Music Reviews
By the Roads and the Fields

Crescent By the Roads and the Fields

(Fat Cat) Buy it from Insound Rating - 6/10

Crescent are part of the Bristol post-rock scene that revolved around the Planet Records label and included artists like Flying Saucer attack and Movietone, who also lend members to this four-piece. Now on the frighteningly productive Brighton label FatCat, most famously represented by the coldest band in rock, Sigur Ros, Crescent have been plying their singular and innovative trade for nigh on ten years, specialising in home-made and found instruments, improvised and budgetless recordings and observational, situationist-inspired lyrical rambles. Live they cut a murky, quietly intense figure, most strikingly represented by monotone singer Matt Jones and a bassist playing an instrument shaped like a Faulkner-esque coffin.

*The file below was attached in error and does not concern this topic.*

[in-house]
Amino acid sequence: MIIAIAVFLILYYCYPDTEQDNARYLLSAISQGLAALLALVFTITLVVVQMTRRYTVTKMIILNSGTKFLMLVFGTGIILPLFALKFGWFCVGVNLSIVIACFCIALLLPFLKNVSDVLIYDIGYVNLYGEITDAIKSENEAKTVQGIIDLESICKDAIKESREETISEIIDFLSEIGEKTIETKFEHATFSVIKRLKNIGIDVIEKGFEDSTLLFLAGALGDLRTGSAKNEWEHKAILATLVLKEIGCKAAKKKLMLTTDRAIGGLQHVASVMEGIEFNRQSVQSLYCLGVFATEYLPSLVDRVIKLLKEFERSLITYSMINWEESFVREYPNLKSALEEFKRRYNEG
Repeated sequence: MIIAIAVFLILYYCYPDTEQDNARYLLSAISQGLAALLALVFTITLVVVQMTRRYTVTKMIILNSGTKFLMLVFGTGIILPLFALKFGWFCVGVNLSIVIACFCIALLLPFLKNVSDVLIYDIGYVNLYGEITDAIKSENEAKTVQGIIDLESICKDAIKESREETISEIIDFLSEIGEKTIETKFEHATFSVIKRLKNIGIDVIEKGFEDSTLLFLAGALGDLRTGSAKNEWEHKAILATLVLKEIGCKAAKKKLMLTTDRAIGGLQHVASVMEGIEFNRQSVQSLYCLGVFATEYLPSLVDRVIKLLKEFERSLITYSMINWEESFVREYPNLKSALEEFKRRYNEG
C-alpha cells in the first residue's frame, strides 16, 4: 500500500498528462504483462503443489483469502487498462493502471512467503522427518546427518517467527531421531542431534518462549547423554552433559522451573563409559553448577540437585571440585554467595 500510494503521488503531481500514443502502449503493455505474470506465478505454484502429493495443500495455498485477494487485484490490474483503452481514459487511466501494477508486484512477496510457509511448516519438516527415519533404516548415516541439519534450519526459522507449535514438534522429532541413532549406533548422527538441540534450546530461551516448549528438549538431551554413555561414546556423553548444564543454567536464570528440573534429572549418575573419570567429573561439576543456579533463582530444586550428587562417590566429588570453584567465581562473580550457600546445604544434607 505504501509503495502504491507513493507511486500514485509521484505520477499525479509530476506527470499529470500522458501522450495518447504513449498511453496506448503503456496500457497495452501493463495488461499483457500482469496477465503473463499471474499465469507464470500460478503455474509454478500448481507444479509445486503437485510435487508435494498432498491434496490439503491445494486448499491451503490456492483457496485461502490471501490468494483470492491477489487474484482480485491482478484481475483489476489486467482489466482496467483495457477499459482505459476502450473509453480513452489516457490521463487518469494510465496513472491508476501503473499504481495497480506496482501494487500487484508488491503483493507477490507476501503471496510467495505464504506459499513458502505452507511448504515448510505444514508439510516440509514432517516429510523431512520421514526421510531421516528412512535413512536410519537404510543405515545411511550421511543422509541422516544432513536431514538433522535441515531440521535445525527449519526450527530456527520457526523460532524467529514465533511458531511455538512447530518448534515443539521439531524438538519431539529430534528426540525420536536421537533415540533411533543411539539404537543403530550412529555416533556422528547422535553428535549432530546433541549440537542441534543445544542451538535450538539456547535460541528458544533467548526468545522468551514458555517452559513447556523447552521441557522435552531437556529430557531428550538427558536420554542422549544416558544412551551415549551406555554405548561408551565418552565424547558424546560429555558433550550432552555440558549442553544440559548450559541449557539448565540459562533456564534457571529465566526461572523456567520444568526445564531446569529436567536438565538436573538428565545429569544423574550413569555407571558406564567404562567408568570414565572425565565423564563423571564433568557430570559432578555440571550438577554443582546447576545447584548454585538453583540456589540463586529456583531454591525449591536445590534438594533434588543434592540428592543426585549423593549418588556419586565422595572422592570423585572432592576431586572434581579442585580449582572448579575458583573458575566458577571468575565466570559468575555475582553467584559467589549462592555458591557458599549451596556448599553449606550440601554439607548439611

Musically Cresent are innovative, rambling and surprising, at their best somewhere between Pram and Neu. Unfortunately on many tracks here their dirge-rock tendencies dominate. Such is the case on track 1, spring, which echoes Joy Division's monotone emotional greyness without any of the punk urgency. new leaves and fountains similarly lack passion, although their jazzy volutes and excursions suggest a passionate collection of everyday fragments. straight line, a central track, takes the experimentalism into spiralling woodwind lines. Sadly though, mimosa is as soporific as the name suggests, despite its experimental percussion and Breton sounds. river debris is more soulful, full of horns in a trip into warmer, Mississippi-coloured lands, and mica is another strong track, inspired by Oriental jazz and chimes. The album closes on structure and form, a manifesto for their work, where Jones's plateau-flat voice finds its soul in an affecting lyrical performance that's backed by a murky, French-experimental pastoral sprawl.

By the Roads and the Fields is an ambitious album, full of ideas and detail. In its instrumental fearlessness it follows the experimental pioneer work of classical composers such as Lygeti and Debussy, or jazz geniuses like Keith Jarrett. Sadly though, too much of the album is funereal and dirge-like, without any of the necessary passion, and although several tracks stand out, much will pass you by like another spring shower.